In the same vein as a previous post about starting new holiday traditions after separation, here are some fun ways Christmas is celebrated in other countries!
Japan: Kentucky Fried Chicken, the Christmas dinner of champions. Thanks to a marketing campaign in the mid-1970s, Japanese children associate the holiday with KFC. It is complete with the Colonel in Santa getups, themed containers for chicken and drinks, and a special Christmas combo bucket complete with all the secret spice chicken, salad, and cake. The lines get so busy that customers may wait up to two hours to get a bucket to go. Appreciation of food has no borders, and there is no reason why fried chicken can’t be the centerpiece to the Christmas dinner (except maybe health reasons).
The Netherlands: clogs for Christmas. Sinterklaas is the Santa analog over in the Dutch part of the world. He is dressed in red, has a long white beard, and keeps creepy tabs on the children that have been good and those that have been bad. But instead of reindeer and sleighs, he arrives on a boat…from Spain. The fun part for any kid will always be presents. In the Netherlands, children will leave their shoes (or clogs) next to the fireplace or stove and awake to find gifts and treats stuffed therein. Good luck getting a PS5 to fit in a shoe. (Maybe the Dutch have it all figured out.)
Austria (and other central European countries): Krampus, St. Nick’s frenemy. Krampus is a goat-like devilish character (definitely not for younger children) that basically serves as the counterpart of jolly St. Nick. In America, Santa has gifts for the good kids, and coal for the bad ones. Krampus is responsible for the bad ones only. Think medieval level punishments for the bad ones. Krampus has become the subject of a few Hollywood horror movies, so perhaps we will see more of this character in the near future. Regardless, spending a day watching these movies (with age-appropriate audiences) might be a fun way to celebrate some of the more eccentric aspects of life.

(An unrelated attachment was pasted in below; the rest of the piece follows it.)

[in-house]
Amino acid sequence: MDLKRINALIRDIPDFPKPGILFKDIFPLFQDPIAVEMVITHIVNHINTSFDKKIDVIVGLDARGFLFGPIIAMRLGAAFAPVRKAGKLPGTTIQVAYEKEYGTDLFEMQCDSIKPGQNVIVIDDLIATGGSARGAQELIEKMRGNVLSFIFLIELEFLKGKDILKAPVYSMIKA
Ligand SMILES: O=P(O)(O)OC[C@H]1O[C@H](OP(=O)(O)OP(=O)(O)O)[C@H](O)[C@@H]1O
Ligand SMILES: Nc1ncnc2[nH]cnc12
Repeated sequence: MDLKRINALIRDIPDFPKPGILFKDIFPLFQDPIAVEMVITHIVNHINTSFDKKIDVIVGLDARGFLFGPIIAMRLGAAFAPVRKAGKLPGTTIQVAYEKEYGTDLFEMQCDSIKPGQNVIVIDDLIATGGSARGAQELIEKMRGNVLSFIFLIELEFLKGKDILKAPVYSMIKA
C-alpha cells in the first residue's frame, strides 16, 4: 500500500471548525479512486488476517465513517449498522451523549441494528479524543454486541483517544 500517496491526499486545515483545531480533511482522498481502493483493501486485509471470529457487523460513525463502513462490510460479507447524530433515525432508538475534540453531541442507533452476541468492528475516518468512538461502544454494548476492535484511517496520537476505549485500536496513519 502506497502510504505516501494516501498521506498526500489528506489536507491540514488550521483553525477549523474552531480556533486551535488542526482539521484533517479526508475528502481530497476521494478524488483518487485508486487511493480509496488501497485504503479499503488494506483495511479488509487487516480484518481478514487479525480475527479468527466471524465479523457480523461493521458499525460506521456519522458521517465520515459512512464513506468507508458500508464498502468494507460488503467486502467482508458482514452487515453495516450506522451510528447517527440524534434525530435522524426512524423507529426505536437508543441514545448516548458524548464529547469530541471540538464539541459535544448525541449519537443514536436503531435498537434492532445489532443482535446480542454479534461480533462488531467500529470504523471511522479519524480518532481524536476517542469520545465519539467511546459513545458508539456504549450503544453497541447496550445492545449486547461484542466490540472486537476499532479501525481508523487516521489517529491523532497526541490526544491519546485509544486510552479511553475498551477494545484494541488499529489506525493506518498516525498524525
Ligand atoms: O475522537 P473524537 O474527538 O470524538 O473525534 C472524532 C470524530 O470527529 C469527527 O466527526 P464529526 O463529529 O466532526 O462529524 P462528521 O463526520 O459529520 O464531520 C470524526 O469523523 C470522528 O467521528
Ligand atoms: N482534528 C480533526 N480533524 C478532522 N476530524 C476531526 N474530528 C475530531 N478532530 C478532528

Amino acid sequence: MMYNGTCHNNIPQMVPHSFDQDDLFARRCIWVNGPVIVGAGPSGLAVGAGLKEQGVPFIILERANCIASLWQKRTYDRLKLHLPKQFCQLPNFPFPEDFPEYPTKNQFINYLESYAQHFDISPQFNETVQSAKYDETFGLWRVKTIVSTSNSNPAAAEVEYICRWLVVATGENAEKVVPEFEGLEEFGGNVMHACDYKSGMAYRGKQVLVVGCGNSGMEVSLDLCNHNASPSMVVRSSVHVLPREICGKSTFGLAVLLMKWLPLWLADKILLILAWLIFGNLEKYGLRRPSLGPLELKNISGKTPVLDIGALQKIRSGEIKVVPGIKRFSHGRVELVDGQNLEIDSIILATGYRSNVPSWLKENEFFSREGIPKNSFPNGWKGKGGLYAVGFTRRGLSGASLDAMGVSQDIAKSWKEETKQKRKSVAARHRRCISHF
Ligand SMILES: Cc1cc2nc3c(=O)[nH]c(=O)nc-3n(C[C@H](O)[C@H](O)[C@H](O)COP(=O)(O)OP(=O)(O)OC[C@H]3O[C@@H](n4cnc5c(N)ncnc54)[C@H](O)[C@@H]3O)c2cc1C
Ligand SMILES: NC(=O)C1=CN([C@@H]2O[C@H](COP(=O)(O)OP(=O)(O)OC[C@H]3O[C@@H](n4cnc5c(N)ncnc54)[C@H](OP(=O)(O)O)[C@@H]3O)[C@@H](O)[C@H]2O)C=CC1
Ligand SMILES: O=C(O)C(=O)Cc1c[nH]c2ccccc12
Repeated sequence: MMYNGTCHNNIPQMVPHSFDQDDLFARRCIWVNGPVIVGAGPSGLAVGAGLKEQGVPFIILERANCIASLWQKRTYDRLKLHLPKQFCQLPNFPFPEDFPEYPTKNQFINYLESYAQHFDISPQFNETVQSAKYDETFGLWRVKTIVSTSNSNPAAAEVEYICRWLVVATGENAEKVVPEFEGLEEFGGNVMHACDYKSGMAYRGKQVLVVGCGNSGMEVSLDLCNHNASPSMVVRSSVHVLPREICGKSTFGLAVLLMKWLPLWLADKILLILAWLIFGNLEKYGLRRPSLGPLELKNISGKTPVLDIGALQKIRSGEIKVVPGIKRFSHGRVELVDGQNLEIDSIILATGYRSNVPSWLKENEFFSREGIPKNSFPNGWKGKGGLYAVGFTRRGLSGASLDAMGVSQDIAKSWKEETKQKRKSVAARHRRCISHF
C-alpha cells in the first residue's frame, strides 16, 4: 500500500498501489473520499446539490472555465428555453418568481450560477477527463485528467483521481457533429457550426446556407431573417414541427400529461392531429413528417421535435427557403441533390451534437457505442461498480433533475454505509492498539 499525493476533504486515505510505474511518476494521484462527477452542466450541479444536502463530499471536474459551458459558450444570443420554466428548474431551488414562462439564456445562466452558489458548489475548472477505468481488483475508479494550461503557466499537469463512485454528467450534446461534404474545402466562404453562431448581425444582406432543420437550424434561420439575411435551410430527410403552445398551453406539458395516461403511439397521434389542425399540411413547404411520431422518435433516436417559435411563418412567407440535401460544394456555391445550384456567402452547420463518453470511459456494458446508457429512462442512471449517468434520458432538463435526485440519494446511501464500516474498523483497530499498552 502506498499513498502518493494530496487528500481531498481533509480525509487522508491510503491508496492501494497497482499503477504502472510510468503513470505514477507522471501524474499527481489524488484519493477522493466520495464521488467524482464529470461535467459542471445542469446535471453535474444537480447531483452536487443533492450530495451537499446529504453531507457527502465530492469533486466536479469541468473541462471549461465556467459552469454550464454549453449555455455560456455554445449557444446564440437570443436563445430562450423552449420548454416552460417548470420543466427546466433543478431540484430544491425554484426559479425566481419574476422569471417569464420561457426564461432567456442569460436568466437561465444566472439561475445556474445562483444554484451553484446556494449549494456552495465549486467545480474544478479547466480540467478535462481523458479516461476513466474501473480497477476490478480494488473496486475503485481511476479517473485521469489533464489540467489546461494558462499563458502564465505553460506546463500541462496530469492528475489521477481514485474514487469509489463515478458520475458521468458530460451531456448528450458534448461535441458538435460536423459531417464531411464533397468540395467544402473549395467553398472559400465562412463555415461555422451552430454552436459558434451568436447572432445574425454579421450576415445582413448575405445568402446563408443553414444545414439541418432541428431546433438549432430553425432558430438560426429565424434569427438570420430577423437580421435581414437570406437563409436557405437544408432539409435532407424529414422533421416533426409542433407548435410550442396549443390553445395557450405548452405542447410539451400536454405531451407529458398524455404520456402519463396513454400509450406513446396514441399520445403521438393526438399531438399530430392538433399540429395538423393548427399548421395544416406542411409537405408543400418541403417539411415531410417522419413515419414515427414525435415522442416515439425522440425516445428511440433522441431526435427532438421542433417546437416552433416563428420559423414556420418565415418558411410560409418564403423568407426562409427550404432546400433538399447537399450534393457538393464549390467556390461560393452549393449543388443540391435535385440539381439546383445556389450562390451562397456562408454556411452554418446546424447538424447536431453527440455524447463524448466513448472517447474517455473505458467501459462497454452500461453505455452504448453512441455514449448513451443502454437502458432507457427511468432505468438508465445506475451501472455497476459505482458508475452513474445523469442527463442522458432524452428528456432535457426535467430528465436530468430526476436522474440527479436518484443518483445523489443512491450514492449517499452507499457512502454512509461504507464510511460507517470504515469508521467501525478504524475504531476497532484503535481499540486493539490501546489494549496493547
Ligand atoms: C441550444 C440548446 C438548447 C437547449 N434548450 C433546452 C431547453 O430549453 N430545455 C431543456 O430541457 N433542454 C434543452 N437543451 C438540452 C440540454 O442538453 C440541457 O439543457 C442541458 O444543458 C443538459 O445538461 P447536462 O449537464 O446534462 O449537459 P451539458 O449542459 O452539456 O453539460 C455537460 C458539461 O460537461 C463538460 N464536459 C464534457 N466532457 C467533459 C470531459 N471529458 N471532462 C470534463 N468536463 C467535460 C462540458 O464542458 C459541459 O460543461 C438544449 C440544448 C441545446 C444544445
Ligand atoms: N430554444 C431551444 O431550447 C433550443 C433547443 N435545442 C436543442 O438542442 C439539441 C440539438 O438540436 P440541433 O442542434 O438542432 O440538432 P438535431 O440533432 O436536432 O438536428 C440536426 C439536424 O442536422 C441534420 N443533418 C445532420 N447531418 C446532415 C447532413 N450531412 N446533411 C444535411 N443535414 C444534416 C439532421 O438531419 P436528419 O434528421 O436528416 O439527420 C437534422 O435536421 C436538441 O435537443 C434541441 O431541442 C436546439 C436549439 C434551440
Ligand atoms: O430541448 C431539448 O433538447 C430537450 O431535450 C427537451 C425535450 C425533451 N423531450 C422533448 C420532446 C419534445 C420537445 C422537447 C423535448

No matter what traditions appeal to you, it is nice to spend some quality time with friends and loved ones this holiday season. Do what makes you feel good. Separation is not always easy, but you can make some new and fun traditions to help offset the hardships.